USDA petitioned to include poultry in humane slaughter law
DES MOINES, IA - As Americans prepare to consume some 45 million turkeys on Thanksgiving, an animal rights group asked the U.S. Department of Agriculture on Wednesday to require more humane treatment for turkeys, chicken and other poultry as the birds are sent to slaughter.
California-based Mercy For Animals filed a petition with the USDA that seeks to have poultry covered under the Humane Methods of Slaughter Act. The 1958 law requires that pigs, cows and a list of other animals be free from neglect, abuse and pain as they make their way through a packing plant. The law excludes poultry.
``Chickens, turkeys and other birds are every bit as capable of experience pain and suffering as the cows pigs and sheep who are protected under the humane slaughter act, and it simply makes no sense to exclude these animals from equal protection under the law,'' said Vandhana Bala, an attorney for Mercy For Animals.
A USDA spokeswoman said the agency didn't have an immediate comment but would release a response later Wednesday.
Tom Super, a spokesman for the National Chicken Council, a trade group for companies that raise chickens for meat, said including poultry in the law is unnecessary, in part because poultry processors ``already have strong moral and financial motivation to ensure chickens are handled properly.'' At least one large poultry producer has already voluntarily made changes.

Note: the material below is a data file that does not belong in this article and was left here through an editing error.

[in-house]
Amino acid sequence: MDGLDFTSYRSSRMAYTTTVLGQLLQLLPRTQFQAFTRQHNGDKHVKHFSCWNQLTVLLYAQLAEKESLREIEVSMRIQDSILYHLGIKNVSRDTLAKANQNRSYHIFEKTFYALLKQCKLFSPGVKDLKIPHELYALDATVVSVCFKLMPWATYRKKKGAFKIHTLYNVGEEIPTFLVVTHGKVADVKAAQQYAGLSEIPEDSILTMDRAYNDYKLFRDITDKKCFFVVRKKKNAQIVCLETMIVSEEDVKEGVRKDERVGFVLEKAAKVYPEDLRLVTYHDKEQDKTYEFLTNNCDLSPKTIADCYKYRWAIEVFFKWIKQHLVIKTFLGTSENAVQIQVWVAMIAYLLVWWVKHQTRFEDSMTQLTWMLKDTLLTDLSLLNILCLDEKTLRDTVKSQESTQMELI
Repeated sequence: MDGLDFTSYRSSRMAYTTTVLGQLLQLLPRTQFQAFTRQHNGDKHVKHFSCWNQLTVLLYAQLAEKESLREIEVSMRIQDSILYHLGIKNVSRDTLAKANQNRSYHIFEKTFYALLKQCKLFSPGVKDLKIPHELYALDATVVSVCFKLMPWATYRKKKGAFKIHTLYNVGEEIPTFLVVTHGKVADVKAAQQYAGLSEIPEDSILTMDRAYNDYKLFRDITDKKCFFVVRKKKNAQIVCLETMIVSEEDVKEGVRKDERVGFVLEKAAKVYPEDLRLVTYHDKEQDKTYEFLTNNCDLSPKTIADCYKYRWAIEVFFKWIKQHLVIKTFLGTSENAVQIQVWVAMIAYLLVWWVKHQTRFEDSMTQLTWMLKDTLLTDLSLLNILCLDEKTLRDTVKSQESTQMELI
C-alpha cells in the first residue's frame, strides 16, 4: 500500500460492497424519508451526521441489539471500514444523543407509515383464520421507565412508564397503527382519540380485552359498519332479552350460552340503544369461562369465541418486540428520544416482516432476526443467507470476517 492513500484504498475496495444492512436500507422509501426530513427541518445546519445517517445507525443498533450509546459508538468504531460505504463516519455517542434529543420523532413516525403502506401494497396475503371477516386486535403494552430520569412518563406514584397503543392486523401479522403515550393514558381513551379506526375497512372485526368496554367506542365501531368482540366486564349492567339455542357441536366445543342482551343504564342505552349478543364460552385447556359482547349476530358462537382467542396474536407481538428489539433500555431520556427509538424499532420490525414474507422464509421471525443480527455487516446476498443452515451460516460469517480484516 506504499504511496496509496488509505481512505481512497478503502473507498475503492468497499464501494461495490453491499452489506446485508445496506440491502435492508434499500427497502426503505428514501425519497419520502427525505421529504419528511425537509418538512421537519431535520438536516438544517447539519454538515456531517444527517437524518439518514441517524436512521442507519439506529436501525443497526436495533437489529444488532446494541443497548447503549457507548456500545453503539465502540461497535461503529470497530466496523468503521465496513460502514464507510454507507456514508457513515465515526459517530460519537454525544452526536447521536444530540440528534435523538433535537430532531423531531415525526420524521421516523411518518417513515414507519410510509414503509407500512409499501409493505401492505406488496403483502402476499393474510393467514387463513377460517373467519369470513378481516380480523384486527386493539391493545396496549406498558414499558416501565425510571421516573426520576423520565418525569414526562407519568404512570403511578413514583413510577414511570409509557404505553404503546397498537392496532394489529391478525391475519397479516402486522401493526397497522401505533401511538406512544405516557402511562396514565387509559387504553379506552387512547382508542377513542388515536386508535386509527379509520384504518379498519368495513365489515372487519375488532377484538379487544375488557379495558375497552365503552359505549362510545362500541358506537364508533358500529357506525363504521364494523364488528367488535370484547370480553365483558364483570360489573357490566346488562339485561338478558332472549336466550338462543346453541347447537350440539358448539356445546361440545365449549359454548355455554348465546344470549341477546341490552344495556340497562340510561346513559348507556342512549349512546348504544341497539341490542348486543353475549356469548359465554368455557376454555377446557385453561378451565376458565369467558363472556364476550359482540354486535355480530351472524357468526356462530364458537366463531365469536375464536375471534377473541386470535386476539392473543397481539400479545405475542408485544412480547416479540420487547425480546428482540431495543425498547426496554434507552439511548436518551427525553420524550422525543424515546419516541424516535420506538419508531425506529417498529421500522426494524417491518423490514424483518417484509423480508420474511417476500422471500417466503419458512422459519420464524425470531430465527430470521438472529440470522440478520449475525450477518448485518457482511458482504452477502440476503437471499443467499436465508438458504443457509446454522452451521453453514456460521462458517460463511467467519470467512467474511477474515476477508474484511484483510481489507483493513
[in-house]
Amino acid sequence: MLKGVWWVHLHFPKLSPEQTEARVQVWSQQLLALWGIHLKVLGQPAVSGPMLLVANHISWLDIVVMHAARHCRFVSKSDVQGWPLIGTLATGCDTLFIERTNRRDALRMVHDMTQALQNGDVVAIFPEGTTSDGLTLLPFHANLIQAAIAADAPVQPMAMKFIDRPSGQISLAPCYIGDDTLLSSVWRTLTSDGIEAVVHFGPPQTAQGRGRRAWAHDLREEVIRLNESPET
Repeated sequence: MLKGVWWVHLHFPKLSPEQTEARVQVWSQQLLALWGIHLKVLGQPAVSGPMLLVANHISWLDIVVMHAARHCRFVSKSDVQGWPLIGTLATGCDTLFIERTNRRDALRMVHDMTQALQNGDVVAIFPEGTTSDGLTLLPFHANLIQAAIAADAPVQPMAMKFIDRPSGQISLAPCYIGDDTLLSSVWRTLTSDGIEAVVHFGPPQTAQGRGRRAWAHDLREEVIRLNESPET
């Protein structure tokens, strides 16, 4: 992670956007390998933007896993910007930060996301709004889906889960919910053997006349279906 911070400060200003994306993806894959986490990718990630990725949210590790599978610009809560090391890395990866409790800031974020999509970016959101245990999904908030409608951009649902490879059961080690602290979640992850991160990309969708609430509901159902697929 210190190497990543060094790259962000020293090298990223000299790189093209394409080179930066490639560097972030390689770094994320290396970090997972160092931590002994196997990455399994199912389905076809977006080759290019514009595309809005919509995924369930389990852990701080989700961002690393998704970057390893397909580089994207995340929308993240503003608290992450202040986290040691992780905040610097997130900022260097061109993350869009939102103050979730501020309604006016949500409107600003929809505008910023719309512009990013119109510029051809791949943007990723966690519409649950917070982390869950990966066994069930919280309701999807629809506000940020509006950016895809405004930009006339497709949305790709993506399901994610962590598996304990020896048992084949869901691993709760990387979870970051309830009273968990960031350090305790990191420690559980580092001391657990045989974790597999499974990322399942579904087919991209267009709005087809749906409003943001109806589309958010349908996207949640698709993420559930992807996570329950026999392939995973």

Nearly 9 billion chickens raised for meat were slaughtered last year, along with 243 million turkeys and 27 million ducks, according to the USDA.
The petition, filed with the USDA's Food Safety and Inspection Service, alleges that cases have been documented of chickens scalded to death in tanks of hot water or having legs and wings cut off by errant beheading machines while alive and conscious.
Mercy For Animals' video undercover investigations have shown slaughterhouse workers ripping heads off chickens and violently slamming birds into shackles. In a 2015 case, five workers at a processing plant in California were suspended and a fired worker eventually pleaded no contest to animal cruelty; the same year in Mississippi, the group filed criminal affidavits but no regulatory or criminal charges were filed.
Such violations in a beef or pork processing plant would result in punitive action by regulators.
Super, the National Chicken Council spokesman, said the law cited in the petition was specifically written for large animals in the red meat industry.
``It wasn't designed to accommodate chicken. In fact, trying to shoehorn chicken harvesting into the Humane Methods of Slaughter Act would probably inflict drastic welfare harm on chickens,'' he said. ``It's a square-peg-round-hole situation.''
Maryland-based Perdue Farms, the nation's fourth largest poultry producer, voluntarily began last year making changes to phase out electric stunning and to adopt a gas system considered more humane. The changes came in response to increasing consumer interest in how animals are raised and how food is produced.
Bruce Stewart-Brown, who heads Perdue's food safety, quality and live production operations, said the company has used the gas system for turkeys and started using it in a chicken plant a few weeks ago. He said the system contributes to a much improved atmosphere in which the animals are gently put down.
``In general we don't think you have to regulate us into acting right or doing the right thing,'' he said. ``I guess the other part of that is if consumers care enough about it, they'll vote with their pocketbooks toward people who are doing it a certain way.''